NH Justice Department to appeal state trooper personnel records release
DOJ asks Supreme Court to back exemption of police personnel files
Lawyers for the state are appealing a ruling that ordered NH State Police to release records about a former state trooper fired for misconduct, in a case that could have larger implications for police transparency in the state.
In a notice of appeal dated June 10, the Department of Justice indicated it will ask the NH Supreme Court to hold that police personnel records are categorically exempt from public-records requests.
The appeal comes two years after a pair of landmark rulings opened some of those records up to public scrutiny for the first time in decades.
The current dispute concerns records related to former Trooper Haden Wilber, who was fired last August after an internal investigation into a 2017 vehicle-stop case found he illegally searched a driver’s phone, charged her without the proper legal basis and made various other missteps. State Police officials also concluded he lied during the internal investigation, which Wilber denies.
The ACLU of New Hampshire is seeking records about that investigation and any other instances in which Wilber was disciplined, saying they could shed more light on Wilber’s misconduct and the agency’s oversight of him.
Lawyers for the state have fought to withhold those records, arguing that state law makes police personnel files confidential in nearly all circumstances.
Merrimack County Superior Court Judge John C. Kissinger ruled for the ACLU in an order last month, which the state is now appealing.
The NH Department of Safety, which includes State Police, declined to comment, referring the Granite State News Collaborative to the Department of Justice.
Michael Garrity, a spokesperson for the Department of Justice, said the state was appealing the “narrow issue” of whether a certain statute about police personnel records “provides an exemption from the State’s Right to Know law, which is supported in the statutory language.”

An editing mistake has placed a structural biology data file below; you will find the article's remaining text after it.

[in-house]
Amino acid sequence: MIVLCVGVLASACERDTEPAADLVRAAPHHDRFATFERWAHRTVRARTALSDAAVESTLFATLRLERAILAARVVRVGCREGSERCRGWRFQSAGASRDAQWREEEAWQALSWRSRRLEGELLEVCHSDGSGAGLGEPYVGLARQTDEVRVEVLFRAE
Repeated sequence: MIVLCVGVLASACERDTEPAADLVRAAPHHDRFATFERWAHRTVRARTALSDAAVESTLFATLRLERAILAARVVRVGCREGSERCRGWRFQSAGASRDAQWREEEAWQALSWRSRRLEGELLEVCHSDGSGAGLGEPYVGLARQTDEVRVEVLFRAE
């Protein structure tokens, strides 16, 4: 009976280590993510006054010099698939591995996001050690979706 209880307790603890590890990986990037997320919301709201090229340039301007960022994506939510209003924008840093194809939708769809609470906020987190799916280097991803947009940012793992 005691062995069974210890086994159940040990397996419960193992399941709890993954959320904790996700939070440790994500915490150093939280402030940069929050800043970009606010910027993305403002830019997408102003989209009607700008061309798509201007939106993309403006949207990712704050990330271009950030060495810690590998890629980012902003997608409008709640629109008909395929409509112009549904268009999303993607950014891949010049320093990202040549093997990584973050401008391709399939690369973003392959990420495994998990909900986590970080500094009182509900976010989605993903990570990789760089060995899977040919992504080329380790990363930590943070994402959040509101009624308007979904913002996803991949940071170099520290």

Gilles Bissonnette, ACLU-NH’s legal director, said the state’s position would be a step backward for transparency.
“We are two years removed from the murder of George Floyd where our government officials in New Hampshire pledged to take meaningful steps to improve transparency,” he said in a statement. “This appeal decision sets us back. While the State Police did the right thing in terminating this trooper, this position of secrecy only shows that we have a long way to go.”
Public employee personnel records were largely exempt from disclosure under New Hampshire’s Right-to-Know Law until 2020. In a pair of cases that spring, the NH Supreme Court held that personnel records are subject to disclosure when they concern a matter of public interest that outweighs any privacy concerns.
In the Wilber case, the state has argued that that test shouldn’t apply to police officers, citing a different statute that it says grants police personnel files near-total confidentiality.
Kissinger rejected that argument in his order last month.
“This court finds that the legislature did not intend such a sweeping foreclosure of public access to records documenting the serious alleged misconduct of a police officer such as in this case,” the judge wrote.
Wilber was a member of State Police’s Mobile Enforcement Team, a drug-interdiction unit that the ACLU has criticized for its use of minor motor-vehicle infractions as pretexts to question drivers.
In February 2017, during one such stop on Interstate 95 in Portsmouth, he arrested a driver from Maine, Robyn White, after finding a small amount of heroin in her vehicle. Wilber filed an additional charge alleging, without direct evidence, that White had smuggled contraband into the jail inside her person.
No drugs were found in the 13 days White spent in custody or an invasive body-cavity search she was subjected to before her release. All charges were eventually dropped.
State Police launched an internal investigation after White sued in 2019, alleging Wilber violated her civil rights. During the agency’s probe, Wilber admitted to reading a text on White’s phone without a search warrant, a clear constitutional violation, and said he had done similar “cursory” phone searches on other occasions.
The internal investigator also determined Wilber lacked probable cause to charge White with bringing contraband into the jail, mishandled physical evidence, wrote deficient reports and made multiple false statements during interviews.
Last fall, the state settled White’s lawsuit for $212,500.
Wilber is challenging his termination before the NH Personnel Appeals Board.
This article is being shared by partners in the Granite State News Collaborative as part of our race and equity project. For more information, visit collaborativenh.org.